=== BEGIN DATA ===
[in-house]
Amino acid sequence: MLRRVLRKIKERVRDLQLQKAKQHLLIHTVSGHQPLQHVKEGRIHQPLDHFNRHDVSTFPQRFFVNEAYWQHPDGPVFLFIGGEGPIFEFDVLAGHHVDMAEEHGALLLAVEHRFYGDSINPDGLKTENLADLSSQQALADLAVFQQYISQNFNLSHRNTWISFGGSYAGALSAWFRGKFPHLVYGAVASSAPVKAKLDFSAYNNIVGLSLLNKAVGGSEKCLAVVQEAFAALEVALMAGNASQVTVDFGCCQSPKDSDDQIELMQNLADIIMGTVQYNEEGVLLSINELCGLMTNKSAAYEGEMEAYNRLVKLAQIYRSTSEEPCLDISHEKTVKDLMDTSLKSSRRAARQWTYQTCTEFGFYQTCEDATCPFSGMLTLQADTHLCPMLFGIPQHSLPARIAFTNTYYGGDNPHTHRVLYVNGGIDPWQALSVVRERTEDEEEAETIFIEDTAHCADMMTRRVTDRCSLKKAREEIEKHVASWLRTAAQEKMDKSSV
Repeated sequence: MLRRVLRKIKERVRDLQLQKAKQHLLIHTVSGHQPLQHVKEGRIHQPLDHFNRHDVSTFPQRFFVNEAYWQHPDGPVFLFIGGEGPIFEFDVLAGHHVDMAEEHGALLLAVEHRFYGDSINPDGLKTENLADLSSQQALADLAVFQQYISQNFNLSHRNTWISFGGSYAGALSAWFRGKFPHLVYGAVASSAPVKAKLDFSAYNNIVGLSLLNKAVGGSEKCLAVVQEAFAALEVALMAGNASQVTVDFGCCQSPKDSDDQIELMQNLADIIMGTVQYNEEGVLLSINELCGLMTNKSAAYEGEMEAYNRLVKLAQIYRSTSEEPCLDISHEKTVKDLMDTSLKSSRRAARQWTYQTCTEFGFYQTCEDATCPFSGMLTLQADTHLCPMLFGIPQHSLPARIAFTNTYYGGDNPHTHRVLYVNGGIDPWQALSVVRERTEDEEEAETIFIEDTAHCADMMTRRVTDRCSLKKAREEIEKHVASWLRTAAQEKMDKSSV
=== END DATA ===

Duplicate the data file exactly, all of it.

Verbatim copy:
[in-house]
Amino acid sequence: MLRRVLRKIKERVRDLQLQKAKQHLLIHTVSGHQPLQHVKEGRIHQPLDHFNRHDVSTFPQRFFVNEAYWQHPDGPVFLFIGGEGPIFEFDVLAGHHVDMAEEHGALLLAVEHRFYGDSINPDGLKTENLADLSSQQALADLAVFQQYISQNFNLSHRNTWISFGGSYAGALSAWFRGKFPHLVYGAVASSAPVKAKLDFSAYNNIVGLSLLNKAVGGSEKCLAVVQEAFAALEVALMAGNASQVTVDFGCCQSPKDSDDQIELMQNLADIIMGTVQYNEEGVLLSINELCGLMTNKSAAYEGEMEAYNRLVKLAQIYRSTSEEPCLDISHEKTVKDLMDTSLKSSRRAARQWTYQTCTEFGFYQTCEDATCPFSGMLTLQADTHLCPMLFGIPQHSLPARIAFTNTYYGGDNPHTHRVLYVNGGIDPWQALSVVRERTEDEEEAETIFIEDTAHCADMMTRRVTDRCSLKKAREEIEKHVASWLRTAAQEKMDKSSV
Repeated sequence: MLRRVLRKIKERVRDLQLQKAKQHLLIHTVSGHQPLQHVKEGRIHQPLDHFNRHDVSTFPQRFFVNEAYWQHPDGPVFLFIGGEGPIFEFDVLAGHHVDMAEEHGALLLAVEHRFYGDSINPDGLKTENLADLSSQQALADLAVFQQYISQNFNLSHRNTWISFGGSYAGALSAWFRGKFPHLVYGAVASSAPVKAKLDFSAYNNIVGLSLLNKAVGGSEKCLAVVQEAFAALEVALMAGNASQVTVDFGCCQSPKDSDDQIELMQNLADIIMGTVQYNEEGVLLSINELCGLMTNKSAAYEGEMEAYNRLVKLAQIYRSTSEEPCLDISHEKTVKDLMDTSLKSSRRAARQWTYQTCTEFGFYQTCEDATCPFSGMLTLQADTHLCPMLFGIPQHSLPARIAFTNTYYGGDNPHTHRVLYVNGGIDPWQALSVVRERTEDEEEAETIFIEDTAHCADMMTRRVTDRCSLKKAREEIEKHVASWLRTAAQEKMDKSSV